Music

Childish Gambino Earns George Clinton’s Praise For Bringing The Funk Back To Music

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Donald Glover won many people over with his new music project, Awaken, My Love! Even though the project’s only been out a few short weeks, it has landed on many year-end lists, including my personal favorites, for its vibrant, funky nature. But, what may be the most important co-sign of all comes from the Prime Minister of Funk himself, George Clinton, who spoke glowingly about Awaken in a recent interview with HHDX.

“I just heard it one time and I like the songs,” said the music legend. “I’m aware of his music and know he’s into P-Funk so I know it’s going to be some good music. I haven’t had a chance to get all the way into it.

Clinton said he hears the same key elements that many others have mentioned: his own work plus that of The Purple One. “When I did hear it, it sounded like a cross between P-Funk and Prince influence,” the funkateer said. “I’m proud that he’s into the funk and glad him and others are bringing some new funk back.”

The P-Funk influence is one Gambino acknowledged in a recent interview Billboard. He pointed back to hearing the sounds of funk in his childhood home. He couldn’t rightly describe them at the time, but they sound as if they left a mark on him, one he would try to recreate with Awaken, My Love!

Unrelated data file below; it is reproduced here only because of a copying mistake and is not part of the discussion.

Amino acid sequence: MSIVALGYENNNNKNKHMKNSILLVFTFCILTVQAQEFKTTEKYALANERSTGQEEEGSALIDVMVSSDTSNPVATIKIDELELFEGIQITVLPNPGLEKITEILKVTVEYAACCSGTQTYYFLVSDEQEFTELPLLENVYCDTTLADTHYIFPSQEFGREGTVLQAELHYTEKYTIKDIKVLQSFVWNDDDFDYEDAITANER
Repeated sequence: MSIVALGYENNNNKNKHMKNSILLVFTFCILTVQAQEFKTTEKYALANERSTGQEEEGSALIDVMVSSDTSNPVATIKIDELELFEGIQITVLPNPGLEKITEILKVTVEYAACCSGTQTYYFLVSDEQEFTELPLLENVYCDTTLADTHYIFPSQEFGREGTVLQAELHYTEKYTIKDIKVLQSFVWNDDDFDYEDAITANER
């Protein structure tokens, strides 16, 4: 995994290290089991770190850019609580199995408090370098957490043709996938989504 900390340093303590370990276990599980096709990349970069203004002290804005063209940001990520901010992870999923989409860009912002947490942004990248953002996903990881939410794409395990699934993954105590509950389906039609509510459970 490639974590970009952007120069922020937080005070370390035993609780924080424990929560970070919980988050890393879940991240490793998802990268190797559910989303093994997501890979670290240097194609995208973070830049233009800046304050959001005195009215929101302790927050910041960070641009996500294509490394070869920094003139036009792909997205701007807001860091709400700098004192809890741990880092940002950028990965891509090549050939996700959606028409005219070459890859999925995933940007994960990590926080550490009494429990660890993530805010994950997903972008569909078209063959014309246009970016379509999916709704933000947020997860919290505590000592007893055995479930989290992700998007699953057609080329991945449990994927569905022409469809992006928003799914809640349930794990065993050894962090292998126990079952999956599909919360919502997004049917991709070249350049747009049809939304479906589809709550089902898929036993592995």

“I remember listening to songs my dad would play — albums by the Isleys or Funkadelic — and not understanding the feeling I was feeling,” he says. “I remember hearing a Funkadelic scream and being like, ‘Wow, that’s sexual and it’s scary.’ Not having a name for that, though; just having a feeling. That’s what made it great.”

For Gambino, his music reflects the times, which happen to mirror the same rebellious spirit of the ’70s. “It felt like people were trying to get out of their minds,” Gambino said, “with all the things that were happening — and that are happening right now,” speaking in reference to current day movements like Black Lives Matter. “How do you start a global revolution, really? Is that possible with the systems we’ve set up? There’s something about that ’70s black music that felt like they were trying to start a revolution.”

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